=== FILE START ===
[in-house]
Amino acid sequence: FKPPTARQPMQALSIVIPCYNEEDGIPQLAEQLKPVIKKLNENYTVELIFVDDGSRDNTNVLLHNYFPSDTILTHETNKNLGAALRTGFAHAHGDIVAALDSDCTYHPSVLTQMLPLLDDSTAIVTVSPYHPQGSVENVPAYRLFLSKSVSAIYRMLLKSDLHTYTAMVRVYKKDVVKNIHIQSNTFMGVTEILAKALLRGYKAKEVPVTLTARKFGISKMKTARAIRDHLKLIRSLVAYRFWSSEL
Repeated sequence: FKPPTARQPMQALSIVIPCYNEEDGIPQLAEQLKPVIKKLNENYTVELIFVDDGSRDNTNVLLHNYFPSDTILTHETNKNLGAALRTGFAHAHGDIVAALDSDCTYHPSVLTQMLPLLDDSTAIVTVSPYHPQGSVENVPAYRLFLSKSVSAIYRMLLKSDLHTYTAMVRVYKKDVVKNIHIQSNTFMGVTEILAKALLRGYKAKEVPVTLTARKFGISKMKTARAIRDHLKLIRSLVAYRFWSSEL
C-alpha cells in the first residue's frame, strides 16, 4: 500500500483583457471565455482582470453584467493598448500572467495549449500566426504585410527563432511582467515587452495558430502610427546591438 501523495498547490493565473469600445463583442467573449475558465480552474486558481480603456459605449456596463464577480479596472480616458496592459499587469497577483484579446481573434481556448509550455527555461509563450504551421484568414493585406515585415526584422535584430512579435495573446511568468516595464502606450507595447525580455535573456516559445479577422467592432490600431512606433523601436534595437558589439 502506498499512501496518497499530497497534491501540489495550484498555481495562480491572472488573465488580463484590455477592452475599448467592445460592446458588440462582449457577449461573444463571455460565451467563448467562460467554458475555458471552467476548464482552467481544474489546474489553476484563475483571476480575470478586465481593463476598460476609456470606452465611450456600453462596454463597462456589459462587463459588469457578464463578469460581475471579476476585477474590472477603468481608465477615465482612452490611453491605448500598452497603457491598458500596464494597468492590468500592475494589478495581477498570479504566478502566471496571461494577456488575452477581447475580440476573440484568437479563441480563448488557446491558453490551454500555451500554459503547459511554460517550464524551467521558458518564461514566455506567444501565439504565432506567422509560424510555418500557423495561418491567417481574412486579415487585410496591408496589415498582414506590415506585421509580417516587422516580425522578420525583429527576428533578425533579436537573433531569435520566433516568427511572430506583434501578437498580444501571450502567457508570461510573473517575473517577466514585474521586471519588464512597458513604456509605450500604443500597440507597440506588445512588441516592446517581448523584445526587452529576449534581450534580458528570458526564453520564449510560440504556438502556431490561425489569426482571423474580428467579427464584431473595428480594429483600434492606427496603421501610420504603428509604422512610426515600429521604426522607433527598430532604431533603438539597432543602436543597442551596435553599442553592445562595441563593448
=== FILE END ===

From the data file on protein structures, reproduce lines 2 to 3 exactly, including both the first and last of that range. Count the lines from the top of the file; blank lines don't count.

Amino acid sequence: FKPPTARQPMQALSIVIPCYNEEDGIPQLAEQLKPVIKKLNENYTVELIFVDDGSRDNTNVLLHNYFPSDTILTHETNKNLGAALRTGFAHAHGDIVAALDSDCTYHPSVLTQMLPLLDDSTAIVTVSPYHPQGSVENVPAYRLFLSKSVSAIYRMLLKSDLHTYTAMVRVYKKDVVKNIHIQSNTFMGVTEILAKALLRGYKAKEVPVTLTARKFGISKMKTARAIRDHLKLIRSLVAYRFWSSEL
Repeated sequence: FKPPTARQPMQALSIVIPCYNEEDGIPQLAEQLKPVIKKLNENYTVELIFVDDGSRDNTNVLLHNYFPSDTILTHETNKNLGAALRTGFAHAHGDIVAALDSDCTYHPSVLTQMLPLLDDSTAIVTVSPYHPQGSVENVPAYRLFLSKSVSAIYRMLLKSDLHTYTAMVRVYKKDVVKNIHIQSNTFMGVTEILAKALLRGYKAKEVPVTLTARKFGISKMKTARAIRDHLKLIRSLVAYRFWSSEL